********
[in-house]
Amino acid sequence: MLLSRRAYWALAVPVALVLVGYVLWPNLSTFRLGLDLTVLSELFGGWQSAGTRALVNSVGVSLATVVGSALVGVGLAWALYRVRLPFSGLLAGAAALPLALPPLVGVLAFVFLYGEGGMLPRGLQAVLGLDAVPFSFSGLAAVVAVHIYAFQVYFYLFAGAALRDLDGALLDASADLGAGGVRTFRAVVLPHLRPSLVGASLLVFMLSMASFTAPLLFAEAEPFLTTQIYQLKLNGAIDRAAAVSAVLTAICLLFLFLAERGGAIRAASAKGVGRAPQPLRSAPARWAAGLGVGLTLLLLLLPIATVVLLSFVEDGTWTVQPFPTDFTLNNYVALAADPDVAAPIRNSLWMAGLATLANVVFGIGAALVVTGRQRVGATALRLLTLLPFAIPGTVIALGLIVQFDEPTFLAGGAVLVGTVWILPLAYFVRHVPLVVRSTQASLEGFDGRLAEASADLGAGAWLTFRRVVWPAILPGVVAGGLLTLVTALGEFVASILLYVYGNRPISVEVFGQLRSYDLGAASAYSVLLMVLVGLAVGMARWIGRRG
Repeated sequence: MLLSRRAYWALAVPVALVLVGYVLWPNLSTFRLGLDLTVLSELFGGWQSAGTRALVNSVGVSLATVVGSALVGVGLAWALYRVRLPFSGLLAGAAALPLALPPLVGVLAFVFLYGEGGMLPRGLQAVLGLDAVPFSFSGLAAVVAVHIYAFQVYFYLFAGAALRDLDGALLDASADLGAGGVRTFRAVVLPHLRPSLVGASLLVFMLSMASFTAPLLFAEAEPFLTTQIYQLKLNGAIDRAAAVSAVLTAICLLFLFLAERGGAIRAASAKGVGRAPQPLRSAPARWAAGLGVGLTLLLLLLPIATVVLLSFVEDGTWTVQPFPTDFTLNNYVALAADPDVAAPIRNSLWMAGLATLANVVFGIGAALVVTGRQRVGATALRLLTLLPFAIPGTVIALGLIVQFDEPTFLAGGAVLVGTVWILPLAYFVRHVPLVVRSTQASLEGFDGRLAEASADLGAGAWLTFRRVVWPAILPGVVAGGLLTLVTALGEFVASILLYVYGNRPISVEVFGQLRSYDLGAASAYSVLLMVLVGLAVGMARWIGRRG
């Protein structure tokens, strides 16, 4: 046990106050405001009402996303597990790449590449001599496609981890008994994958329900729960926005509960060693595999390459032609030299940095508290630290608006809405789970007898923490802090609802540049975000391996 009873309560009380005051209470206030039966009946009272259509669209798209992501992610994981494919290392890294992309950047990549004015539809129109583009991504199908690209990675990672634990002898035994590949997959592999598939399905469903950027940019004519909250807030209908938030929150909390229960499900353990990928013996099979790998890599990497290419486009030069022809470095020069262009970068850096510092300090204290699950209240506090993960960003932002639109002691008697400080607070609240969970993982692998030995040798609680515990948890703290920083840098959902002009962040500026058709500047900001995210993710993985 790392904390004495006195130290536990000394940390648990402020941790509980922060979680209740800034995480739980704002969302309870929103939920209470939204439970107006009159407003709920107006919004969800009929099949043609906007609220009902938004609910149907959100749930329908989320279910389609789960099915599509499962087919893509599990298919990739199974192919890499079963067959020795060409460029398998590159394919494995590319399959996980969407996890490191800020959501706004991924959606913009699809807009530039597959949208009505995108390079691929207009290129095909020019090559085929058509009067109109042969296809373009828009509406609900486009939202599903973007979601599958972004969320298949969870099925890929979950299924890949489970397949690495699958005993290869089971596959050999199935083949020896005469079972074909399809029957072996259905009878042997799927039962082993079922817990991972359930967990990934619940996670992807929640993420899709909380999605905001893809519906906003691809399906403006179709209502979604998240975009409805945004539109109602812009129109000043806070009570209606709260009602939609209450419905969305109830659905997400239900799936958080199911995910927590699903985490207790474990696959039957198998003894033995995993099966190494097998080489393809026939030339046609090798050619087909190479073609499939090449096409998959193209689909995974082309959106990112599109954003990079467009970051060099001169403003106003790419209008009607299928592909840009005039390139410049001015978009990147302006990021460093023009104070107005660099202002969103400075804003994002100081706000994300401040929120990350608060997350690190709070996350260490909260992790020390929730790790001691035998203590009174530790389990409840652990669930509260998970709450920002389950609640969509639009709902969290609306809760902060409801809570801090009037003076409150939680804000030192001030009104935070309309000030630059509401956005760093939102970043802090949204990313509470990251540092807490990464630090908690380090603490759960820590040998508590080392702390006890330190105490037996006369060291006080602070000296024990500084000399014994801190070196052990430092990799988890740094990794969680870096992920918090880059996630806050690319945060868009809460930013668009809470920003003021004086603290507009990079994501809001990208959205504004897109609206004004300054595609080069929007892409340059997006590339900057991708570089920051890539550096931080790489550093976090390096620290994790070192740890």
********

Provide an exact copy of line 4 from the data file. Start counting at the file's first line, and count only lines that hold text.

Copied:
């Protein structure tokens, strides 16, 4: 046990106050405001009402996303597990790449590449001599496609981890008994994958329900729960926005509960060693595999390459032609030299940095508290630290608006809405789970007898923490802090609802540049975000391996 009873309560009380005051209470206030039966009946009272259509669209798209992501992610994981494919290392890294992309950047990549004015539809129109583009991504199908690209990675990672634990002898035994590949997959592999598939399905469903950027940019004519909250807030209908938030929150909390229960499900353990990928013996099979790998890599990497290419486009030069022809470095020069262009970068850096510092300090204290699950209240506090993960960003932002639109002691008697400080607070609240969970993982692998030995040798609680515990948890703290920083840098959902002009962040500026058709500047900001995210993710993985 790392904390004495006195130290536990000394940390648990402020941790509980922060979680209740800034995480739980704002969302309870929103939920209470939204439970107006009159407003709920107006919004969800009929099949043609906007609220009902938004609910149907959100749930329908989320279910389609789960099915599509499962087919893509599990298919990739199974192919890499079963067959020795060409460029398998590159394919494995590319399959996980969407996890490191800020959501706004991924959606913009699809807009530039597959949208009505995108390079691929207009290129095909020019090559085929058509009067109109042969296809373009828009509406609900486009939202599903973007979601599958972004969320298949969870099925890929979950299924890949489970397949690495699958005993290869089971596959050999199935083949020896005469079972074909399809029957072996259905009878042997799927039962082993079922817990991972359930967990990934619940996670992807929640993420899709909380999605905001893809519906906003691809399906403006179709209502979604998240975009409805945004539109109602812009129109000043806070009570209606709260009602939609209450419905969305109830659905997400239900799936958080199911995910927590699903985490207790474990696959039957198998003894033995995993099966190494097998080489393809026939030339046609090798050619087909190479073609499939090449096409998959193209689909995974082309959106990112599109954003990079467009970051060099001169403003106003790419209008009607299928592909840009005039390139410049001015978009990147302006990021460093023009104070107005660099202002969103400075804003994002100081706000994300401040929120990350608060997350690190709070996350260490909260992790020390929730790790001691035998203590009174530790389990409840652990669930509260998970709450920002389950609640969509639009709902969290609306809760902060409801809570801090009037003076409150939680804000030192001030009104935070309309000030630059509401956005760093939102970043802090949204990313509470990251540092807490990464630090908690380090603490759960820590040998508590080392702390006890330190105490037996006369060291006080602070000296024990500084000399014994801190070196052990430092990799988890740094990794969680870096992920918090880059996630806050690319945060868009809460930013668009809470920003003021004086603290507009990079994501809001990208959205504004897109609206004004300054595609080069929007892409340059997006590339900057991708570089920051890539550096931080790489550093976090390096620290994790070192740890």